What Zen Taught Me about Truth

I had been a Christian for two years, but I was losing my belief in absolute truth – the view that truth reflects an objective reality which can be known. I was spending a lot of time researching Zen Buddhism for my Senior project. I began to question if there were objective realities which could be known, regardless of whether anyone believed them. Ironically, it was a conversation with a Buddhist that completely convinced me absolute truths do exist.

We Act as if Absolutes Exist

My Buddhist friend was expressing his anger and judgment toward people who do believe in absolute truth. I found the notion of arguing that people who believe in absolutes are wrong or bad to be, well, what everyone does! We all disagree with someone about something, right? How to treat others, how you want to be treated, politics, religion, values, and favorite sports teams. Why do we desire others to adopt our point of view if we really believe there is no objective point of view or truth?

The Imaginary Conflict Between Tolerance & Truth

I think one motivation to view truth as relative is to live out the virtues of love, acceptance, and tolerance. On the surface it makes sense: if we all have an absolute right to our own point of view, no one is wrong. So we can all chill out and allow others their equally valid opinions and live in harmony. In theory this sounds wonderful (sign me up!), but in reality and practice we continue to judge each other.

The Real Conflict is Between Love & Pride

I don’t believe absolute truth conflicts with tolerance and love; I believe pride does. We can disagree with someone strongly and yet value them and seek their well-being. I love hanging out with humble people, no matter what they believe.

Absolute truth allows us to identify and fight against injustice without fear we are a part of one tribe exerting our will on another. It also allows us to forgive those who have deeply hurt us without questioning whether they were right to hurt us from their perspective. Imagine telling someone who had been raped, “I’m sorry that happened to you, but I’m sure the rapist must have had a good reason, for themselves.”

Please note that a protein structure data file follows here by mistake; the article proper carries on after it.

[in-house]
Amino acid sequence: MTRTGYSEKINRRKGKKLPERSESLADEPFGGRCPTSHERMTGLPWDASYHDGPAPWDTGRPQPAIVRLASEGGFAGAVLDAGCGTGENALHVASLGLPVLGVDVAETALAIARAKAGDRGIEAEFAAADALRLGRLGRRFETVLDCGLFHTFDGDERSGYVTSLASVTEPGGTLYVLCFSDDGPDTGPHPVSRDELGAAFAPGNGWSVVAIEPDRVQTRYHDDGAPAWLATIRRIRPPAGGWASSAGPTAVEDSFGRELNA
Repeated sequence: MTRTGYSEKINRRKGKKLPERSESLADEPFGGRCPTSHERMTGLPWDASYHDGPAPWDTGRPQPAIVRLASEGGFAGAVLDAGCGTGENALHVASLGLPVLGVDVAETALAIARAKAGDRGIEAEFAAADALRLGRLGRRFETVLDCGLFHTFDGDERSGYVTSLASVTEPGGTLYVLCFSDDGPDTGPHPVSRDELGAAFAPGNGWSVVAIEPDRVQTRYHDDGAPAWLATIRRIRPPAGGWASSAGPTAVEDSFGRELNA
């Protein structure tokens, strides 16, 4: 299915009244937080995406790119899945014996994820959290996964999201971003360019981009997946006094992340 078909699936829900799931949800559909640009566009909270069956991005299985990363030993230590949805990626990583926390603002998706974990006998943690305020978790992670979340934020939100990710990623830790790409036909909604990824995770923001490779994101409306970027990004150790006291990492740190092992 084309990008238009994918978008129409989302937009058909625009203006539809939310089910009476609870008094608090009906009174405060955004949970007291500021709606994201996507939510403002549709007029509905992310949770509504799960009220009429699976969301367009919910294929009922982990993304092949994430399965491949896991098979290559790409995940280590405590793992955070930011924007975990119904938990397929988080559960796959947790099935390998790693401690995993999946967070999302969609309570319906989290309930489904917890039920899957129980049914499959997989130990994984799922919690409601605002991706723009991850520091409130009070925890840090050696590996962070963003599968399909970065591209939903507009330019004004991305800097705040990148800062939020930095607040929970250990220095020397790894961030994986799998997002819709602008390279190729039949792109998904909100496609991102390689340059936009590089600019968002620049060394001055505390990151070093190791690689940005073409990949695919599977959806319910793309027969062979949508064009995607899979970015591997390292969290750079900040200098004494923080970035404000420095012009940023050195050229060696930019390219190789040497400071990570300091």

Absolute truth gives protecting the vulnerable, forgiveness, justice, and loving our enemies a foundation to stand on. They can be done with humility as we understand it is only God who can give us worth. Feelings of worth and superiority must not come from being right or better than others – that’s called self-righteousness.

Relative Truth Doesn’t Avoid Pride

We are all guilty of intolerance and pride, whether we believe truth is absolute or relative. When advocating for relative truth, it’s often done in one of three ways:

  • We believe everyone’s beliefs are true. Therefore, we are right and those who believe in absolute truths are wrong.
  • We believe truth is unknowable. Therefore, we are right to know this truth and those who believe truth is knowable are wrong.
  • We believe no one knows truth. Therefore, we are right to know this truth and those who believe they know truth are wrong.

These beliefs reveal a commitment to one’s own superior insight. If we say there is no absolute truth, we make an absolute statement centered around ourselves as the absolute authority and judge. Can this be the foundation of a life of humility, love, and tolerance?

Then Who is to Judge What is True?

If truth can’t be defined or created by individuals, communities, or societies – then where does it come from? Christians believe that what’s true about the big questions of life can’t be defined by limited humanity. Truth can only be defined by a God who has the authentic authority and ability to know all truth.

Explore Your Perspective:

  • Where have your ideas about truth come from?
  • Honestly, what motivates you to believe in relative or absolute truth?
  • What do you find easy or difficult to believe about absolute truth?

To learn more about the Christian view of this supreme being, read God is Not a Dude. To learn more about how Christians view God’s truth revealed to us, read Why I don’t Hate the Bible Anymore.

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